const float fudge = 0.2;
vx += -fudge*G*(x-(xsize/2-ballsize/2))/xsize*dt;
vy += -fudge*G*(y-(ysize/2-ballsize/2))/ysize*dt;
// vx += -0.5*(x>xsize/2?1:-1)*dt;
// vy += -0.5*(y>ysize/2?1:-1)*dt;
// apply friction
vx += -0.1*vx;
vy += -0.1*vy;
// move with speed
x += vx * dt;
y += vy * dt;
// bounce off walls
const float refrat = 0.9; // bounce reflection ratio (== 1 for perfect bounce)
if( x < 0 ) { x = 0; vx = refrat * vx; }
if( x >= xsize-ballsize ) { x = xsize-ballsize; vx = refrat * vx; }
if( y < 0 ) { y = 0; vy = refrat * vy; }
if( y >= ysize-ballsize ) { y = ysize-ballsize; vy = refrat * vy; }
// zero speed if we are trully not moving
if( abs(px - x) < 1e-10 ) vx = 0;
if( abs(py - y) < 1e-10 ) vy = 0;
px = x;
py = y;

byte bx = (byte)(x/pixsize);
byte by = (byte)(y/pixsize);
#if 1
// LCD::Goto(0,0);LCD::Num<10>(bx);
// LCD::Goto(0,LCD::XM/2);LCD::Num<10>(by);

Sunday, August 2, 2009

Arduino IR Receiver with Interrupts

Infra Red Receiver with the use of Pin Change Interrupt

Infrared remote control receiver implemented using pin change interrupt. This implementation allows the main loop to perform other tasks while the receiver code collects incoming IR message bits in the background. This method was used to receive IR control message send to the iSOBOT robot from its remote. It is runnin on Arduino Mini Pro with AVR m168 CPU.

Problem Definition

The IR remote receiver is observing output of the IR sensor/demodulator which signals presents or absents of modulated IR. The output of the sensor is connected to a pin of the CPU which is then read by the software and interpreted by as bits of the message. To recognize the beginning of the message and to interpret the waveform generated by, the code has to measure time between signal transition. Beginning of the message is signaled as 2.5ms burst of IR while 0 and 1 are coded as length of silence between 0.5ms IR bursts (0- 0.5 ms silence while 1 is 1ms silence). See IR waveforms and protocol description.

Classic Approach

The code below is uses a polling approach. When it waits for the signal change it simply reads (polls) the signal until a change is observed. While this is straight forward and very simply, it occupies the CPU in 100%. Here is an implementation of example:

// helper functions

unsigned long elapsedSince(unsigned long since, unsigned long now)
return since &lh; now ? now-since : 0xFFFFFFFFUL - (now - since);

unsigned long elapsedSince(unsigned long since)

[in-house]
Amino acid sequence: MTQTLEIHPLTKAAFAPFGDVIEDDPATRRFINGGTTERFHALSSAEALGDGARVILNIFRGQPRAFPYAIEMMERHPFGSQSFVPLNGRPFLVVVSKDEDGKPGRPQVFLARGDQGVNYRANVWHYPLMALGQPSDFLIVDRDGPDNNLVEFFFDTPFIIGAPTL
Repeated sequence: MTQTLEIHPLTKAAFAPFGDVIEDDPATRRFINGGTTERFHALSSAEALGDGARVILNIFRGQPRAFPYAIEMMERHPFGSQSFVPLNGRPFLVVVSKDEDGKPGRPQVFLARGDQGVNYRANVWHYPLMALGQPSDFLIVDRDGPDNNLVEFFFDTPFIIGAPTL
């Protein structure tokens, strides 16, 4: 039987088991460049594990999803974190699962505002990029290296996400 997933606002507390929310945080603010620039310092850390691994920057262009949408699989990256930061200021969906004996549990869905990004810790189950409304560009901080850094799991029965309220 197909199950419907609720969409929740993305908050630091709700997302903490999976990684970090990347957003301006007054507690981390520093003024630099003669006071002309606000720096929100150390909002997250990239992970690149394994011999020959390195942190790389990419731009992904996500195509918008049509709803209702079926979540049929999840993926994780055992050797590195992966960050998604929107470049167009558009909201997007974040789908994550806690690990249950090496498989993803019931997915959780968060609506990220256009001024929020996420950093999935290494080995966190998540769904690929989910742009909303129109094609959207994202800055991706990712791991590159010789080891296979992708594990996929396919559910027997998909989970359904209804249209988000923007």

return elapsedSince( since, micros() );

// iSOBOT IR protocol timing
#define TimeStart 2500
#define TimeZero 500
#define TimeOne 1000
#define TimeOff 500

// check if the time was in range +/- 25%
#define IS_X(t,x) ((t > 3*(x)/4) && (t < 5*(x)/4))
#define IS_0(t) IS_X(t,TimeZero)
#define IS_1(t) IS_X(t,TimeOne)
#define IS_S(t) IS_X(t,TimeStart)
#define IS_O(t) IS_X(t,TimeOff)

// polling/blocking version of IR receiver

// waits for IR carrier transitions (on->off & off->on)
// returns duration of the specified state (HIGH->IR transmitting; LOW->IR off)
// returns 0 if timeout
unsigned irRecvSignal(byte waitFor)
while(digitalRead(PIN_IR)==(waitFor==LOW?HIGH:LOW)) {};
unsigned long start = micros();
while(digitalRead(PIN_IR)==waitFor) {};
return elapsedSince(start);

// receives all 22 bits of the messagge
long irRecv()
unsigned time = irRecvSignal(LOW);
if( !IS_S(time) )
Serial.println("False Start");
return 0;
long bits = 0;
byte len = 22;
for(int i = 0; i < len; i++ )
bits <<= 1;
time = irRecvSignal(HIGH);
if( IS_1(time) )
bits |= 1;
else if( IS_0(time) )
bits |= 0;
Serial.println("Bad Bit");
return 0;
// check type of message (when recved) to guess the message length (either 22 ot 30 bits)
if( bit == 3 )
byte msgtype = bits & 0x3;
if( msgtype == 0 ) len = 30;
return bits;

The jest of the polling happens in the loops in irRecvSignal(byte waitFor) function.
The time duration is measured with Arduino's time function micros() returning number of microseconds since the CPU was started. Note that the number of microseconds will wrap around, which I am compensating for in elapsedSince() function.

When I want to receive a message I just call irRecv().

void loop()
long msg = irRecv();

This call will block until a message is received. Hence, nothing else in the main loop will be executed while I wait for IR message (ie wait for the irRecv() to return).